After you’ve rolled around together a few thousand times, sex can become rote, which is, to use the technical term, a bummer. People in long-term relationships do all kinds of things to try to keep the passion alive—dressing in costumes, role playing, bringing gizmos and gadgets into the bedroom.
Or they could try just talking, suggests a study titled “Day-to-Day Changes in Intimacy Predict Heightened Relationship Passion, Sexual Occurrence, and Sexual Satisfaction.”
Not any old talking, but the kind of talk that advances intimacy. That is, self-disclosure; telling your partner stuff he or she didn’t know about you. Of course, this only works when your partner responds with warmth and sympathy. And vice versa.
The researchers theorize that one reason passion is so high in budding relationships is because couples are learning about each other, and each sympathetically received self-disclosure causes passion to flare. Over time, however, the revelations slow, the new information dries up, intimacy reaches a plateau, and sex hits the doldrums.
The punchline to the question posed in the title of this post is “Who cares?”
Yes, it’s a joke, a guy joke that actually makes me laugh because it’s really about how loutish some men are about jokes and sex. Also, it’s funny because it’s true.
The Psych Central news hounds pointed me towards an article titled “Women, Men, and the Bedroom: Methodological and Conceptual Insights That Narrow, Reframe, and Eliminate Gender Differences in Sexuality.”
I wanted to learn more, so I dug up the original paper, which pulled together a number of studies debunking or reframing some of the things we know to be true (or do we?) about men, women, and sex.
Two in particular amused me, in a loutish female way.
My newspaper this morning contained a terrible story about a local man who drowned two of his children. As usual, it appears he was getting revenge on a woman who was trying to extricate herself from an abusive relationship.
She was trying…but not hard. It seems she still wasn’t sure.
The man has a history of family violence. He has drug problems, though he had just completed rehab and been declared ready to be a “pro-social and productive member of society.” He has violated his probation.
In one incident, he choked the woman, dragged her by her hair, and threatened to get a gun. He then dragged her back to the car where he held her for three hours, threatening to kill her.
Police intervened but she refused to cooperate with them.
And in July 2010, when the man (and I use the term loosely) was picked up for probation violation, the woman blamed authorities, posting on her Facebook page, “Im <sic> upset because my family has been forcefully broken. Its just the MAN trying to keep us down.”
Just yesterday I read about research out of Ohio State University in which recorded jailhouse phone calls were analyzed in order to try and understand why women recant on felony charges of domestic violence. (Washington state routinely records inmates’ phone calls, and these may be released for research.)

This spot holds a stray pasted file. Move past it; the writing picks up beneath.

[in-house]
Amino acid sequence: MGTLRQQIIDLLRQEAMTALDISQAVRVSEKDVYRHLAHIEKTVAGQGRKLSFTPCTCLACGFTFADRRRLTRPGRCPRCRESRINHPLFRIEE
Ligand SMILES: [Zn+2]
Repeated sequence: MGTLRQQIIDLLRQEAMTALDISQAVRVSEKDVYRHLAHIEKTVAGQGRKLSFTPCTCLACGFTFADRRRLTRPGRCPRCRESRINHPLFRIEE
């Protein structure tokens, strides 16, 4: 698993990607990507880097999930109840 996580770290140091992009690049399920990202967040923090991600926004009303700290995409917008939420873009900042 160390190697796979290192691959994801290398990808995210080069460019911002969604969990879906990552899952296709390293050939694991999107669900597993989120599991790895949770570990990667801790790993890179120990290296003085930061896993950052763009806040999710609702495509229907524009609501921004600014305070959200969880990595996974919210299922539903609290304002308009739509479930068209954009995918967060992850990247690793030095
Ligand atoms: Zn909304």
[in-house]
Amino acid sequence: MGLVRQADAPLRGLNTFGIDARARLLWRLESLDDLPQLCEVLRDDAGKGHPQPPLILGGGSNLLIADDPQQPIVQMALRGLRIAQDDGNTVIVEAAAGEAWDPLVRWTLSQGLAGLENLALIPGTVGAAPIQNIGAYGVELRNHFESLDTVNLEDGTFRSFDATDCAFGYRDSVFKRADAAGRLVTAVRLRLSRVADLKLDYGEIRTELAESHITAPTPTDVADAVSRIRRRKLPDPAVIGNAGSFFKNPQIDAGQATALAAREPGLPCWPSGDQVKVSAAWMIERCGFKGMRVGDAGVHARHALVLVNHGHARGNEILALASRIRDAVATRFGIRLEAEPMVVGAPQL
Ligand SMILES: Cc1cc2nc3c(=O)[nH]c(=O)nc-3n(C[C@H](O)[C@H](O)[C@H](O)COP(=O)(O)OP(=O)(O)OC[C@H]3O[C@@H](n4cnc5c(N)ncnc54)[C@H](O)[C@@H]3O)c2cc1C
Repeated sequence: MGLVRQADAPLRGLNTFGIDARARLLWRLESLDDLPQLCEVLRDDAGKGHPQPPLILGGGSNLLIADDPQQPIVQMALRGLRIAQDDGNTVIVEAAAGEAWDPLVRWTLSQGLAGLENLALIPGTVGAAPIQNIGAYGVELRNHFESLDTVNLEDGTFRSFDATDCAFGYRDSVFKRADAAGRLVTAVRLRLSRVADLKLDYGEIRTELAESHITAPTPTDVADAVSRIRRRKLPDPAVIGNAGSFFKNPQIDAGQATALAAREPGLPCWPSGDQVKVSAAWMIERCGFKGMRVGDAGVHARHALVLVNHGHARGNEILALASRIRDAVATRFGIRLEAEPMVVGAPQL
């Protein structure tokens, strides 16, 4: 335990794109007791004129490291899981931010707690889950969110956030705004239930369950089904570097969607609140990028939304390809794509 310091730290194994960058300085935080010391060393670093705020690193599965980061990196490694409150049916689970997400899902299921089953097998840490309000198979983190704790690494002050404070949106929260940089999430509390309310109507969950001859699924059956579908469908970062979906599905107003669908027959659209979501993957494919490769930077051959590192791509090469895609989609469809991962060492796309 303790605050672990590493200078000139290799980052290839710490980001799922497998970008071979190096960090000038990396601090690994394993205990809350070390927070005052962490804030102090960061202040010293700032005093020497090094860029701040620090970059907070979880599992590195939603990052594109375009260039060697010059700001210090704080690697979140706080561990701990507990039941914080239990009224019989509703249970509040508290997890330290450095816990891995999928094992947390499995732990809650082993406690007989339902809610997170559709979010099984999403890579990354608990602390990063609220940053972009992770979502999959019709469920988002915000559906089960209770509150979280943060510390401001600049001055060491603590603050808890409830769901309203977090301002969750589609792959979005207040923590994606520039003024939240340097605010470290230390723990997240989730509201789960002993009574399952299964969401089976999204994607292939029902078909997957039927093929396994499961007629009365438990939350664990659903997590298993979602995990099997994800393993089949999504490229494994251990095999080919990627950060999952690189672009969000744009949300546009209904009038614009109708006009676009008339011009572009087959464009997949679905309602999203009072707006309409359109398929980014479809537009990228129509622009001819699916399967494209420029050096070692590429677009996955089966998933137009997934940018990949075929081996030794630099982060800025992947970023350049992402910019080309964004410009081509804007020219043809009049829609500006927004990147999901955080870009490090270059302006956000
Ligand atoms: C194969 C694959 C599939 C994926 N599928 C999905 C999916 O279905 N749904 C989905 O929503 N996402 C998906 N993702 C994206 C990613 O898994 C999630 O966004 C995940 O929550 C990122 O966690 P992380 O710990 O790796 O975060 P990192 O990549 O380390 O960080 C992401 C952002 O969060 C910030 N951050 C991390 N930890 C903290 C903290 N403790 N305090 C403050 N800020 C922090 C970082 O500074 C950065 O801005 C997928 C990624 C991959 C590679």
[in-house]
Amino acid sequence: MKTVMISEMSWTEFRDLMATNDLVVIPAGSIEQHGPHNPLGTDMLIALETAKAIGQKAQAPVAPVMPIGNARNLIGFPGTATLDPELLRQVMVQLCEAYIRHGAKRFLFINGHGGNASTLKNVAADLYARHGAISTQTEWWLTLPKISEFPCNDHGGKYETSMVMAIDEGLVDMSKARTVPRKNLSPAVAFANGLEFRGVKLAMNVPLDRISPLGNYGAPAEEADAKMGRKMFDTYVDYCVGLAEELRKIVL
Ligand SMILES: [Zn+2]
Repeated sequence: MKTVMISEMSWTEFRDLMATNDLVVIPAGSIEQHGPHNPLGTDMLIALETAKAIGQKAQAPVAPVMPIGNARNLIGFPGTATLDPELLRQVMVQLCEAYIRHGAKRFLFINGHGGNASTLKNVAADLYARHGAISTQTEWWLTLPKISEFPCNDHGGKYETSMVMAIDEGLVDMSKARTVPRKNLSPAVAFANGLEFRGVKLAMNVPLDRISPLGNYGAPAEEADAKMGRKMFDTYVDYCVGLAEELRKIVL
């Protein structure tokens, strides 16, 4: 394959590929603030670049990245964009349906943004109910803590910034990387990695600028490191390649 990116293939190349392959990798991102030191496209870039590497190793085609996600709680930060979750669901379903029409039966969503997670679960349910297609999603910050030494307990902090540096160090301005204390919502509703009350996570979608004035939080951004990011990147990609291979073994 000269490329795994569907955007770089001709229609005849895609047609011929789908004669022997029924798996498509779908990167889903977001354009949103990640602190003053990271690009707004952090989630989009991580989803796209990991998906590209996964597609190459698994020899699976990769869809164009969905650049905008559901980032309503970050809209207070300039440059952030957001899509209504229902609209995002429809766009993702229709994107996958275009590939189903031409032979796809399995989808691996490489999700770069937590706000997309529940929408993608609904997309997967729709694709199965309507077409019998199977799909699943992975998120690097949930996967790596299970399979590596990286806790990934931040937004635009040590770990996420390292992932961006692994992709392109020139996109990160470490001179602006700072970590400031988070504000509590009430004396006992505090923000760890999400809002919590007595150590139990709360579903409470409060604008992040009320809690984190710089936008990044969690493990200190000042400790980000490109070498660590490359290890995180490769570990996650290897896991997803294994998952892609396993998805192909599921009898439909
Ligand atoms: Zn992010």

I’ve never been a fan of the guilt trip.
My mother could fit a lifetime of disappointment and regret into a barely audible sigh. It was her way of letting her loved ones know we had failed her. (It was then up to us to guess how.) My mother learned this skill from her mother, whose sighs were a melodic downward trill concluding with a muttered Oy, Gutenu (Oh God, in Yiddish).
This early and frequent exposure to guilt trips has had the curious effect of making me both less and more susceptible to guilt. I can spot a guilt trip a mile away and I’ve developed a deflection shield. On the other hand, I also walk around carrying a vague sense that it’s all my fault and I should do better.
Either way, guilt doesn’t feel like my friend.
But in a recent study by cardiologists at the University of Pennsylvania Medical School, 65 of 100 heart patients reported that they were motivated by guilt to make healthy lifestyle changes; having kids had a lot to do with this. The researchers suggest that guilt could be a good motivational tool to get recalcitrant heart patients to clean up their acts.
Honestly, this was the first time it had ever occurred to me that guilt trips could be used for good.
I don’t pretend to have the answer to that question, though I do have my own pet theory: That being “bad” requires self-confidence and that’s what women are attracted to, not the “badness” per se.
Whatever the reason, a study in press for the Merrill-Palmer Quarterly, titled “Effects of popularity and gender on peers’ perceptions of prosocial, antisocial, and jealousy-eliciting behaviors” found that even girls as young as 12 and 13 have a soft spot for bad boys.
Love is a beautiful thing except when it isn’t.
Most people, when they realize a relationship isn’t working, go through a period of mourning and move on. Then there are the torch carriers—people who pine long past the point of good sense. People who can’t let go even after they’ve been rejected. I know about them. I’ve been there and I’ve done some casual research on the subject that I’ll share with you.
Torch carrying feels like OCD—in fact, researchers have found that low levels of serotonin are linked to depression, addiction, OCD…and the first thrilling, obsessive stage of love. Is torch carrying a plunge of serotonin that gets stuck, like a toilet tank that won’t refill, causing that endless, irritating sound of rushing water?
And addiction sounds right, too–which is why cold turkey is probably the best way for torch carriers to end a relationship. It works for smoking, drinking, and drugs. Being friends is probably just methadone; you have to kick that eventually, too.